Companies in almost every industry use drones, also known as unmanned aircraft systems (UAS) for inspections, especially in industries where maintenance procedures call for visual asset inspections. By performing frequent drone inspections, companies save time, keep the environment and employees safe, and ensure that assets function efficiently and failures don't hurt the bottom line.
This article will dive into four drone inspection use cases where drone operators add specific solutions to their drones to collect data. Once processed and expertly labeled, this high-quality data helps companies perform advanced data analytics leading to safe, accurate, and efficient inspections. In some cases, this data is used to train computer vision training models, allowing the drone to operate at a Level 3 autonomy. The four use cases we will examine are:
- Inspecting power lines and utility poles
- Inspecting mines
- Inspecting oil and gas pipelines
- Inspecting bridges
In all of the above use cases, drone data comes from many sources, including images and videos, thermal and OGI, terrain maps, and 3-D cloud points using LiDAR technology.
1. Inspecting Power Lines and Utility Poles
Inspectors usually conduct power line and utility pole inspections on foot, by car, or in a helicopter, with most inspections taking place on the ground. The problem with ground-based inspections is that if inspectors suspect an issue, they may use a lift to take a closer look—and lifts can be dangerous. For rural power lines and utility poles, rough terrain makes walking or driving challenging and incredibly slow. Helicopters are noisy, ecologically unsustainable, and expensive. For example, an average power-line inspection by helicopter exceeds $4,000 per day. If a utility company purchases a helicopter, the cost can easily exceed $2 million.
Drones offer a quieter, cleaner, cheaper option for power line and utility pole inspections. They’re also much safer because drones are unmanned; no one needs to be inside the drone flying at low altitudes parallel to electrified power lines and poles.
Drone inspection of power lines and poles can use cameras, LiDAR, color (RGB), and hyperspectral and thermal imagery sensors to quickly canvas the area and collect data that would otherwise require workers to traverse potentially hazardous working conditions. Together, these millions of data points create 3-D images and give inspectors a highly accurate snapshot of power lines and poles. Also, a drone inspects power lines and utility poles from an overhead view, where most power lines and pole damage tend to be. These overhead views give inspectors a much clearer picture of potential damages, ultimately keeping them safer and limiting the number of times they need to go up in a lift.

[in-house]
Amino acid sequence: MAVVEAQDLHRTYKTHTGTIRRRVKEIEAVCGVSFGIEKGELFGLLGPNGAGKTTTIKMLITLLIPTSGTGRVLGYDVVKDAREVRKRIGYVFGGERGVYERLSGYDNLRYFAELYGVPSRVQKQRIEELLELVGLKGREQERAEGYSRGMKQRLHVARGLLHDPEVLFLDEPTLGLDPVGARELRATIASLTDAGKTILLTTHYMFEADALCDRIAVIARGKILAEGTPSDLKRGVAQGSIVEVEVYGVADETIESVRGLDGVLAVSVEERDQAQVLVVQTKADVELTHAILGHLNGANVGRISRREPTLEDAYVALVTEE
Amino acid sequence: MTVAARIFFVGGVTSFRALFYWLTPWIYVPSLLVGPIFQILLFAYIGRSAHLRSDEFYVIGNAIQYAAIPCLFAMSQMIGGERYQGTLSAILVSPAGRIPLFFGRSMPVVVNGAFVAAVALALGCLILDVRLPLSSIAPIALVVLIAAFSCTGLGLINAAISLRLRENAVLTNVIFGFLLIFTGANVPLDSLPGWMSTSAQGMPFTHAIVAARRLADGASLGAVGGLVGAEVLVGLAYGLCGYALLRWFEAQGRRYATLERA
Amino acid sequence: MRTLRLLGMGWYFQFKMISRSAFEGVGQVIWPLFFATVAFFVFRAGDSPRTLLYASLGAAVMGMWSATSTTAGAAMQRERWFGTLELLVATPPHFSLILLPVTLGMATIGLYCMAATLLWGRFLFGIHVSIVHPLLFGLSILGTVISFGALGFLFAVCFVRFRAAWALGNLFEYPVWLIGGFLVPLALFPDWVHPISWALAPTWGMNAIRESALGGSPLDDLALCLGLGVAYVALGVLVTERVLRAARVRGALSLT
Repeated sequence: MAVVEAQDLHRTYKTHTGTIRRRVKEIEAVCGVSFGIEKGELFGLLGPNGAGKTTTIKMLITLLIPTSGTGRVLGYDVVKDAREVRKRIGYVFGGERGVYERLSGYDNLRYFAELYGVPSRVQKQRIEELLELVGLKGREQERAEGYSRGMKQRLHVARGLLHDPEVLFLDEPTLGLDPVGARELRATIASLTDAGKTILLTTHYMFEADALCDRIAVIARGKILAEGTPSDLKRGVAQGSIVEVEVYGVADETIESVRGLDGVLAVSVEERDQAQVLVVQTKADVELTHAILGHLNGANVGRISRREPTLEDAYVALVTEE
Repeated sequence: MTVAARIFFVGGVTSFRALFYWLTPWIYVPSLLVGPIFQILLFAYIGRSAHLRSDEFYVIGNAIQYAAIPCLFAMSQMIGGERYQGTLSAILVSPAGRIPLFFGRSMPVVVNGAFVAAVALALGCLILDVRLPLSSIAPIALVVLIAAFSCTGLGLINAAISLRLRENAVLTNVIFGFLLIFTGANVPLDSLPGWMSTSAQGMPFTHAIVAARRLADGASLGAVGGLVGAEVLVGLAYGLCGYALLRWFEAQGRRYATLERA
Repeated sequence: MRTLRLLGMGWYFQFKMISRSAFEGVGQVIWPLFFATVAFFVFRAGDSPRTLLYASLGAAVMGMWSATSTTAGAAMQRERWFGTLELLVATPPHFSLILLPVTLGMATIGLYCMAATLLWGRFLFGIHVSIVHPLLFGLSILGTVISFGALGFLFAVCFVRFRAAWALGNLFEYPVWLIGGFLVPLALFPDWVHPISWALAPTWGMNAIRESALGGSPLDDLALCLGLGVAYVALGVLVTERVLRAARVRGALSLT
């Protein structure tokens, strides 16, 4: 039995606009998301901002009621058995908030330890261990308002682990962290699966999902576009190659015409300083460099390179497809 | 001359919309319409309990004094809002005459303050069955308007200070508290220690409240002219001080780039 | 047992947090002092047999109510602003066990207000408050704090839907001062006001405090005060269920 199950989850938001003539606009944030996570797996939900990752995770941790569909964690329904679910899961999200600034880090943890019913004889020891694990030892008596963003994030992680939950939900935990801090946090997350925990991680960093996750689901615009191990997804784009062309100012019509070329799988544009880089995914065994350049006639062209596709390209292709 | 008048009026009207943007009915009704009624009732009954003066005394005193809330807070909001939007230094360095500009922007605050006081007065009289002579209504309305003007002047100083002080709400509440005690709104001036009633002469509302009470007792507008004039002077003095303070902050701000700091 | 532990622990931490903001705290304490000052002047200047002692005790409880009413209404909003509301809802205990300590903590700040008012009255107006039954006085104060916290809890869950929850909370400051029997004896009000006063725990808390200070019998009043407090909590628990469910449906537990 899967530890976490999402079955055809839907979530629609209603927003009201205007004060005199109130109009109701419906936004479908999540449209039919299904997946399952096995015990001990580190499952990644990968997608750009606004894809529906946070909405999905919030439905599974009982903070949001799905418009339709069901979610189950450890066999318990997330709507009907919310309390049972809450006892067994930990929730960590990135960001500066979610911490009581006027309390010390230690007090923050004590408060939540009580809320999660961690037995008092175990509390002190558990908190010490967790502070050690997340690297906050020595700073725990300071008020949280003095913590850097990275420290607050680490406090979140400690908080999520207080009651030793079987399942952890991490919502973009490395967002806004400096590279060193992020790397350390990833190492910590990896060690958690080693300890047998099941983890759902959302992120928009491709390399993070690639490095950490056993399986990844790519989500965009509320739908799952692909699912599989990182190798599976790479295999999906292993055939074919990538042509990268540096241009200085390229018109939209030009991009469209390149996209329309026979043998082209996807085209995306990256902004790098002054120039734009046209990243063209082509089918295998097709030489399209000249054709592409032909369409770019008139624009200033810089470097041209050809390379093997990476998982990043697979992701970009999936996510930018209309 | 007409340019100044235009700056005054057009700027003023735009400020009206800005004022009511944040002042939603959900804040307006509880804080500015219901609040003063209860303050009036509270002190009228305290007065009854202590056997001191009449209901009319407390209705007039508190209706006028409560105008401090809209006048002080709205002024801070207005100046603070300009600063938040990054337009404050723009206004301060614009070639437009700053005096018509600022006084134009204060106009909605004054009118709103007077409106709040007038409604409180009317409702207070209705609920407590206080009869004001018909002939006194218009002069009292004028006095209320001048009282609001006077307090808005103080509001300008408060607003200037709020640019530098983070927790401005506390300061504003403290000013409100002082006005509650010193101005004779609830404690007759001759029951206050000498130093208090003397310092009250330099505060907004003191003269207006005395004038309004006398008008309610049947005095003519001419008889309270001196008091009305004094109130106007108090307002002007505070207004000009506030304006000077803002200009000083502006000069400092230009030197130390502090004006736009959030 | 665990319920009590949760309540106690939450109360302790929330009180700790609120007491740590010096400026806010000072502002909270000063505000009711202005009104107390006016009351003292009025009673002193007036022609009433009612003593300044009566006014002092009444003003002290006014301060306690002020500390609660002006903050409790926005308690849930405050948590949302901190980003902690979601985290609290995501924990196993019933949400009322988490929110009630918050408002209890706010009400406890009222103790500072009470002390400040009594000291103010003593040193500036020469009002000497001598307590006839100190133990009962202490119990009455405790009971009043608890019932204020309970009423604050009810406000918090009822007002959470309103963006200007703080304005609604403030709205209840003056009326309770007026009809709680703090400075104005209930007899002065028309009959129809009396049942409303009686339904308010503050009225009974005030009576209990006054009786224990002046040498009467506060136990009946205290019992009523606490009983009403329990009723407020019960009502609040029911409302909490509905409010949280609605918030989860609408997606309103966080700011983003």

PrecisionHawk uses AI-enabled drones equipped with failsafe features that enable the drone to fly low and slow to capture rich RGB and LiDAR data from various angles. Utility companies can then track changes to the power lines and poles over time and plan repairs and renovations.
2. Inspecting Mines
Mining is a hazardous industry. Therefore, the Mine Safety and Health Administration (MSHA) requires 2-4 health and safety compliance inspections per year. In the United States, underground mines are inspected four times a year, while surface mines have two inspections per year. Mines with higher levels of explosive or toxic gases face more inspections, and MSHA also conducts inspections to respond to complaints of hazardous conditions.
As a result, the mining industry is readily adopting drone technology into its operations. In fact, the popularity of drones across the mining industry has grown immensely in recent years. In 2020, the Global Mine-Site Technology Adoption Survey of 158 mine sites reported that 30% of mine sites planned to make considerable investments in drone technology. Because drones help keep workers safe, the mining industry is one of the fastest commercial adopters of drones, and research shows that mining fatalities are decreasing in American mines. A recent report from Statistica Research indicates that work-related accidents in the mining industry went from 72 fatalities in 2010 to 29 in 2020, some of which could result from the increased use of drones in the mining industry.
By using a drone, inspectors don’t have to enter confined spaces, be exposed to falling debris or traces of noxious fumes, or stand on scaffolding at dangerous heights. Emesent’s Hovermap for Mining can be attached to drones to offer a complete mobile LiDAR mapping solution. Hovermap’s rotating LiDAR provides an omnidirectional field of view that allows the drone to collect 3-D point cloud data in all directions. This helps companies pinpoint potential risks to machinery and explore areas of a mine where a human inspector could never reach.
Drones also can detect hazardous gas in underground mines. DJI produces gas sensors that help to measure coal fire gasses. The sensors also include powerful analytics software that can generate 2-D grid maps, 2-D contours, and 3-D point clouds at a sub-second response rate to enable real-time monitoring of mines.
3. Inspecting Oil & Gas Pipelines